Here is the latest on the financial state of the US legal industry.
Citibank reported last month that during the first quarter of 2012, demand for legal services grew a paltry 1.5%, although at least reversing the decline in the 2011 fourth quarter. But expense growth of 5.9% outpaced the meager revenue growth (1.2%) even more than in 2011–a rise in operating expenses of 6.7% was almost double the rate of increase during the first quarter of 2011.
"However, there were notable differences across market segments. While revenue growth was strong for Am Law 51–100 firms and firms outside The Am Law 200, Am Law 1–50 and Second Hundred firms saw virtually no growth. Demand growth was also patchy. Am Law 51–100 and Second Hundred firms saw solid demand growth, while smaller firms saw demand continue to decline. Am Law 1–50 firms saw just a 0.6 percent increase. Rate increases continued to grow at a similar rate to 2011, and more than in the two years prior, but still lag behind historical averages."
Head count increased most for the Second Hundred, with an increase in the number of equity partners by 1.5%, primarily attributable to mergers, compared to the overall equity partner increase of 0.7%–with no increase in equity partners for the Am Law 1–50. An overall growth rate in head count of all attorneys across all segments (1.6%) "meant that there was no change in the industry’s productivity numbers, which have been historically low since the recession."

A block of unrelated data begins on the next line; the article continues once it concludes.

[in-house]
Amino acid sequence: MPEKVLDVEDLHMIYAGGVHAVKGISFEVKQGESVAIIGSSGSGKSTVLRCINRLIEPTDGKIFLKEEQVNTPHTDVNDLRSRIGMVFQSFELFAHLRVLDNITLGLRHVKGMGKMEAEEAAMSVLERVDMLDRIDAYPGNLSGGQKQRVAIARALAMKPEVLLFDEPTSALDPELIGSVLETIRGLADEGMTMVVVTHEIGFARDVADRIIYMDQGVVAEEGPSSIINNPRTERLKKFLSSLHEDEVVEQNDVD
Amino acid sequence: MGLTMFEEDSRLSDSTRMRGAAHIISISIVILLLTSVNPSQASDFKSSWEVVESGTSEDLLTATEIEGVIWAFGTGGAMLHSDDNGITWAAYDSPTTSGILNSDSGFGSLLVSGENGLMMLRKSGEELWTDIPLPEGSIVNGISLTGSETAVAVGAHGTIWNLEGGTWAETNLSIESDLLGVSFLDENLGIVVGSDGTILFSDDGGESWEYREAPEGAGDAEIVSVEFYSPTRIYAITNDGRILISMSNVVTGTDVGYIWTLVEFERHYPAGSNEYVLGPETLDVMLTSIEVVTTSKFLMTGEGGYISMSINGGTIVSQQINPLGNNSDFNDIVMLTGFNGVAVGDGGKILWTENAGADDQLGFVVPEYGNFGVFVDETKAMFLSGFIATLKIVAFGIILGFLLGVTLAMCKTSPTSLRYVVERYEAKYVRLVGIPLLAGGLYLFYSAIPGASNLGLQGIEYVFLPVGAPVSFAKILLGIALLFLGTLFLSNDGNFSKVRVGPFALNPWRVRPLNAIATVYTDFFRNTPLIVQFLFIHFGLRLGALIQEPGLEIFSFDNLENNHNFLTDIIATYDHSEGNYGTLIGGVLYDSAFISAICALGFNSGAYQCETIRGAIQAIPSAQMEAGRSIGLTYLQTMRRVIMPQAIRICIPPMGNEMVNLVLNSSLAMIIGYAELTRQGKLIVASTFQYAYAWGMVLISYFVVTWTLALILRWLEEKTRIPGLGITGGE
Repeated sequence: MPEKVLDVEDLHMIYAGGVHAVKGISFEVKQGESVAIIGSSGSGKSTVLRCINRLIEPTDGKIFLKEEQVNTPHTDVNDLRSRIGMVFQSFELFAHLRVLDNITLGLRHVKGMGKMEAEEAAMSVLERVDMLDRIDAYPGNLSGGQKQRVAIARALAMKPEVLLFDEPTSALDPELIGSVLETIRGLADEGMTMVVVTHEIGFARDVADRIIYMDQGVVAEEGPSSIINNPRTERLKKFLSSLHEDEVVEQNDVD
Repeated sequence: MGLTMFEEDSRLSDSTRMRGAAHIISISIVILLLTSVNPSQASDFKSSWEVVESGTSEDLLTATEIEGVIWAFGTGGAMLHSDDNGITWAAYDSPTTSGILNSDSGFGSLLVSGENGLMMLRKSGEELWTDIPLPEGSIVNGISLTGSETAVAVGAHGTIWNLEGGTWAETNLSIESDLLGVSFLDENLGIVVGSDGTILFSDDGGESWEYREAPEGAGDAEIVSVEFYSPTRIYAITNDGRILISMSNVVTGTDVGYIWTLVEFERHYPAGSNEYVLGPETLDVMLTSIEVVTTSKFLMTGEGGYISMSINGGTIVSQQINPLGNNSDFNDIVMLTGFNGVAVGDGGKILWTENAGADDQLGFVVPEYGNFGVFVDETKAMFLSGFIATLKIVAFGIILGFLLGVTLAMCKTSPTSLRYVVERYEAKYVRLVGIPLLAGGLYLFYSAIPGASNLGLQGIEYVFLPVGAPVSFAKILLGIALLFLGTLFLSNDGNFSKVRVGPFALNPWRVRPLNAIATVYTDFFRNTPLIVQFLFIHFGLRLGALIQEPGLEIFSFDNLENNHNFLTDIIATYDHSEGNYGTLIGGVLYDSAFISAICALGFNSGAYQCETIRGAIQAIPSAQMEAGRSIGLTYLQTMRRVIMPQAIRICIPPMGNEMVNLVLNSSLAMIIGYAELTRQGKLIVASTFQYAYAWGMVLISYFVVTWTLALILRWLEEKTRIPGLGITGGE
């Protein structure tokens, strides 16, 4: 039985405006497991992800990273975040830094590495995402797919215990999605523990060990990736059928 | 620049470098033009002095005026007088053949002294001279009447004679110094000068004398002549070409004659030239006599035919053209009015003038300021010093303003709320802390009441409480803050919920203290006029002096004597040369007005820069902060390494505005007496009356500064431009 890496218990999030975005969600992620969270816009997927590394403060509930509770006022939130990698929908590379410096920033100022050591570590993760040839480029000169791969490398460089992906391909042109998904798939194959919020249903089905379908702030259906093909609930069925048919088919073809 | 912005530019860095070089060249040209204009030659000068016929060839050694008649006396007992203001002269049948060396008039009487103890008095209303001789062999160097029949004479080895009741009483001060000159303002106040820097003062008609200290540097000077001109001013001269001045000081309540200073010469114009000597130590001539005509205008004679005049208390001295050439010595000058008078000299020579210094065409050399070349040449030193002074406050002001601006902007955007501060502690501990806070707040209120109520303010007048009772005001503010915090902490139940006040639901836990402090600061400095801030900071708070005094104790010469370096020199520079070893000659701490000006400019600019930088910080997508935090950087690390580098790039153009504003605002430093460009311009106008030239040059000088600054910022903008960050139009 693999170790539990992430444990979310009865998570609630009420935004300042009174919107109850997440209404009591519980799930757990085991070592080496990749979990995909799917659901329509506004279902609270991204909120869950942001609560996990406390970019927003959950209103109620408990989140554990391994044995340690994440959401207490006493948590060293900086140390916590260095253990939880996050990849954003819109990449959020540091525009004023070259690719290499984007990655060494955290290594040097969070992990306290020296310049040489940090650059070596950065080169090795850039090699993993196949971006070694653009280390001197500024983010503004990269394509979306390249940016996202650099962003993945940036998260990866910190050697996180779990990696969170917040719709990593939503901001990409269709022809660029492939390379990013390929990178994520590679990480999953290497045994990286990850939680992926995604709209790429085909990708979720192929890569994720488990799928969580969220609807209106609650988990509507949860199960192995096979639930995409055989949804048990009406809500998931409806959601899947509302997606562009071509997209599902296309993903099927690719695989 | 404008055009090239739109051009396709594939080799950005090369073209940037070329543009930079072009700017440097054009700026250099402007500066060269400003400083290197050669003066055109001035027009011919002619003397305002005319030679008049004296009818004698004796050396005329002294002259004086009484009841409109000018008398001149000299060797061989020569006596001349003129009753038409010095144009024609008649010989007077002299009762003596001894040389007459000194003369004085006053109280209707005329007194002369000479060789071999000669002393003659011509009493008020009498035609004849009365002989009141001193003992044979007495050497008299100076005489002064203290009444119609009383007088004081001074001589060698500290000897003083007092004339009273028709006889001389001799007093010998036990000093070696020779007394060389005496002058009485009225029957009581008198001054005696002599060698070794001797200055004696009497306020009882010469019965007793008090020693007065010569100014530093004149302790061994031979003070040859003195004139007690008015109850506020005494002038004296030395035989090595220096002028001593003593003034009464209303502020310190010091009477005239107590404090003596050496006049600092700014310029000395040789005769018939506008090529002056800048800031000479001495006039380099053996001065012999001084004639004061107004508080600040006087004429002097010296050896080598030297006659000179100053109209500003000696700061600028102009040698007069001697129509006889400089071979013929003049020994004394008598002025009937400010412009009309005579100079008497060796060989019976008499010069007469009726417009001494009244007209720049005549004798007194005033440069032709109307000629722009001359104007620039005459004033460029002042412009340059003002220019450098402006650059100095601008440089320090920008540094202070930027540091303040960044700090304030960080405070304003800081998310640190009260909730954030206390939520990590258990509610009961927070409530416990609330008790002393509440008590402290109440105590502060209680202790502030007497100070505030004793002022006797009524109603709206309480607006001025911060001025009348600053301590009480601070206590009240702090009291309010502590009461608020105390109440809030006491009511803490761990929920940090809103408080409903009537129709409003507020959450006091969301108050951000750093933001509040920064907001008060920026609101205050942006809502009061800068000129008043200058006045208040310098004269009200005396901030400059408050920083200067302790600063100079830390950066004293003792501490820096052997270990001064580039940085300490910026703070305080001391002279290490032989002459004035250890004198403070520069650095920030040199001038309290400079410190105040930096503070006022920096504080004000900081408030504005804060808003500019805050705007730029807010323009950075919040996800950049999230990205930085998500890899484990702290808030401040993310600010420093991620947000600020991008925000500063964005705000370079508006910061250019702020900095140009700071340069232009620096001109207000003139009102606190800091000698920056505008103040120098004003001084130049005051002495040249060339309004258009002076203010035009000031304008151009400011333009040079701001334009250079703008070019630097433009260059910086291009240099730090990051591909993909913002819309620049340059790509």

According to Citibank, "At a gap of 100 hours below historical productivity levels, firms continue to experience significant excess capacity."
The US Bureau of Labor Statistics reported on Friday that 600 legal jobs were added in May, a strong downturn from April, when there were an additional 3,500 positions, the strongest month for job growth since an increase of 4,800 jobs July 2011. Therefore, since the start of the year, there are 4,300 additional legal jobs, making a current total of nearly 1.12 million legal positions, about 5,000 more than in May 2011, but well below May 2008, for example, when there were roughly 44,000 more jobs than there are now.
According to Altman Weil’s MergerLine,the pace of mergers and acquisition in the legal industry for the first quarter of 2012 has kept up with the five quarters preceding it, nearly tripling the low point of 5 mergers that was struck during the third quarter of 2010. Most of these deals are large firms acquiring smaller ones.
So what does this all mean? The operative words are "excess capacity" –a situation that is not likely to improve in the next few years or even a decade. See our entry "Downsizing the Legal Industry."
There is increasing competition from technology, outsourcers, other alternative legal service providers and nimbler competitors. Clients going elsewhere or demanding better deals slow revenues and expenses eat into profits. Firms are often paralyzed in their old tracks, like deer in the headlights–responding by just hiring fewer associates, making no partners, paying declining compensation. The malaise and resentment that builds sends ambitious young lawyers to other firms, poisons relationships among partners and provokes more client flight. Then someone suggests that maybe hiring a few stars or merging would cheer everyone up.
And a few years later there is a reprise of Dewey & LeBoeuf.
Isn’t now the time to take a fresh look and new approach to firm management and client service?